The lack of due process in the United Nations’ (UN) terrorist watch list has made some governments reluctant to enforce sanctions against those listed. Responding to these criticisms, and at the urging of human rights advocates, on Dec. 17, 2009 the UN Security Council unanimously passed Resolution 1904, which sets out an improved process and creates greater transparency. These improvements, supported by the U.S. in the Security Council vote, do not yet apply to the U.S. listing process.
Resolution 1904 improves upon Resolution 1267, which created the “Consolidation List” of those suspected of being involved with Osama bin Laden, Al-Qaeda, or the Taliban. Sanctions imposed on those listed include asset freezes and travel restrictions. The listing process has been criticized for violating human rights, including the right to adequate notice and opportunity to defend. In 2008 the European Court of Justice ruled the process violated is human rights standards in Kadi & Al Barakaat v. Council of the European Union and EC Commission.
Resolution 1904 seeks to cure these problems by making changes in the listing and delisting process, and by requiring periodic review of the list to remove deceased persons and others who should no longer be on it. It also provides for expedited consideration of humanitarian exemptions.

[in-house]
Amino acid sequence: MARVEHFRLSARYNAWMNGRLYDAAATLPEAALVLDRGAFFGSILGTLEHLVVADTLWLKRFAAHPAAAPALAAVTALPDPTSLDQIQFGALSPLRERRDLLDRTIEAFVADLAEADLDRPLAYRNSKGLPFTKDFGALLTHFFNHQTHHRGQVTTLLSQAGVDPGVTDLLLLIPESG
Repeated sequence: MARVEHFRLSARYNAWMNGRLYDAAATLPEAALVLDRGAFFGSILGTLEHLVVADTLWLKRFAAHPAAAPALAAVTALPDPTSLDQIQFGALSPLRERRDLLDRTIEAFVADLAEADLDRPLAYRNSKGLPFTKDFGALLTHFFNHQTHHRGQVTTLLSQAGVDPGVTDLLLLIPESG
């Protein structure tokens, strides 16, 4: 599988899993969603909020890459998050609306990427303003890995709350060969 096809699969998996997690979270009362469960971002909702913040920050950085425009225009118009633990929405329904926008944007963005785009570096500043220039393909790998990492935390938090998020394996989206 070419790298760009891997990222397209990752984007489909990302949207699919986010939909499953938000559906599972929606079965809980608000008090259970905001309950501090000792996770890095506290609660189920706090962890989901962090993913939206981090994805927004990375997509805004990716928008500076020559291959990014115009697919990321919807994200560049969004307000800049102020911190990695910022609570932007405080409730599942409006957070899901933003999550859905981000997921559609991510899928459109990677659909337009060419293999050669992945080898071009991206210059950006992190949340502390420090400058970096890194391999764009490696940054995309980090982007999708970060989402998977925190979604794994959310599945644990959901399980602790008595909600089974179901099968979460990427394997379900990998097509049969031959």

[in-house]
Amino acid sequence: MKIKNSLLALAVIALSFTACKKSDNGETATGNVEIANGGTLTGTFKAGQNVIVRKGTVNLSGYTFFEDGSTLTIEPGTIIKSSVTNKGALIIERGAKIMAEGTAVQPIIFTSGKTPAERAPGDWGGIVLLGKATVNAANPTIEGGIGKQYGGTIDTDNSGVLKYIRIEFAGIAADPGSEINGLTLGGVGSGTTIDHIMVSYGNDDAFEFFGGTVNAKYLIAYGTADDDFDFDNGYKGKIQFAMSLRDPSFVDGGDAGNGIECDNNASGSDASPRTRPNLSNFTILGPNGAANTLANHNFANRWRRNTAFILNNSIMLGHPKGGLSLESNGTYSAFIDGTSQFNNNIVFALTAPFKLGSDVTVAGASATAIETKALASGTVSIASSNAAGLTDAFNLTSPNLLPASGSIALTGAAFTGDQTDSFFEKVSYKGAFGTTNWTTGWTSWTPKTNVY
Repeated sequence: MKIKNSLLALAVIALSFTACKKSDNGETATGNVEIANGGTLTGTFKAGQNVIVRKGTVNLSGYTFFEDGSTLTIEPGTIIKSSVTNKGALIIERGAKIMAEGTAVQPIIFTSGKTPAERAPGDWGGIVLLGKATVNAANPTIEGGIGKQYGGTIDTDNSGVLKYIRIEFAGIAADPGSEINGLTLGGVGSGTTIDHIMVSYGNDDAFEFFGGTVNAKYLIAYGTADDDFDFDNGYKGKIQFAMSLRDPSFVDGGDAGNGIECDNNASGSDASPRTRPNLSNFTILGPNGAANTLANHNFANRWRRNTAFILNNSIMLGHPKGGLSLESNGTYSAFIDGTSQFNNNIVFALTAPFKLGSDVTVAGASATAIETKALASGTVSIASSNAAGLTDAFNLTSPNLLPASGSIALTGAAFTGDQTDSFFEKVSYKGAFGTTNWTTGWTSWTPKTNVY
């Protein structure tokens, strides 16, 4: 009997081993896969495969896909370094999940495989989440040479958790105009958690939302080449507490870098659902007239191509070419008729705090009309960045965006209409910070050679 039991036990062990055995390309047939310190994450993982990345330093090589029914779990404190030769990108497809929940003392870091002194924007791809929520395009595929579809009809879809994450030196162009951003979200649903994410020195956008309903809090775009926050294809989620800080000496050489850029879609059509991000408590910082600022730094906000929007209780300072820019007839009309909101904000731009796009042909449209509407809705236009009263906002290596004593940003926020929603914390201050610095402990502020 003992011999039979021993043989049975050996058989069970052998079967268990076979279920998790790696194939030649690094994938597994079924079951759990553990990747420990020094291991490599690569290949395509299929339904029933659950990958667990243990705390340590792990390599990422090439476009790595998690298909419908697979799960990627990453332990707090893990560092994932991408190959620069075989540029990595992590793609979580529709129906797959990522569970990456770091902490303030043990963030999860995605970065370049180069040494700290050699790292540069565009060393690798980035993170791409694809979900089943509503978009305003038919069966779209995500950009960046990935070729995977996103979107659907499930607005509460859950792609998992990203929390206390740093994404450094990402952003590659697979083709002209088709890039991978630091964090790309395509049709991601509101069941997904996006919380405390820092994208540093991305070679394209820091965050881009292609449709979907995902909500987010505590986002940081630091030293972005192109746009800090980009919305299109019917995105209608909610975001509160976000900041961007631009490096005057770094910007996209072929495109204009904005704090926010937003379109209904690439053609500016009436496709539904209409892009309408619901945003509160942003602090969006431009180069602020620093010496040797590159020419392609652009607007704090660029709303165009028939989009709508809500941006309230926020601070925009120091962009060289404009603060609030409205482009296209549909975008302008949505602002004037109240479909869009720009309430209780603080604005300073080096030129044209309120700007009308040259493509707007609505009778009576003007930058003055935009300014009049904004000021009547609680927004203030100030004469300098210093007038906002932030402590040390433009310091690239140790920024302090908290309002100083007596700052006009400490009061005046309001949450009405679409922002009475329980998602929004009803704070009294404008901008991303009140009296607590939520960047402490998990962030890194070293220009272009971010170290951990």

Changes to the listing process include:
Ensuring that member states provided the Sanctions Committee with “as much relevant information as possible” to ensure accurate listing.
A requirement that the UN’s Sanctions Committee post a narrative summary of reasons for listing on its website.
Changes to the delisting process are the most significant part of the Resolution, including:
Periodic review of list, which would:
- Complete a review of all names on the list by the Sanctions Committee by June 30, 2010, and conduct annual review of names that have not been reviewed in over 3 years after that point.
- Extend the New York Monitoring team, established in 2004, for 18 additional months.
Create an Office of Ombudsperson for an initial 18 months to assist Sanctions Committee in de-listing individuals. The Ombudsperson will be selected by the Security-General and be “an eminent individual of high moral character, impartiality and integrity with high qualifications and experience in relevant fields, such as legal, human rights, counter-terrorism, and sanctions.” Detailed procedures for delisting requests are included in Annex II of Resolution 1904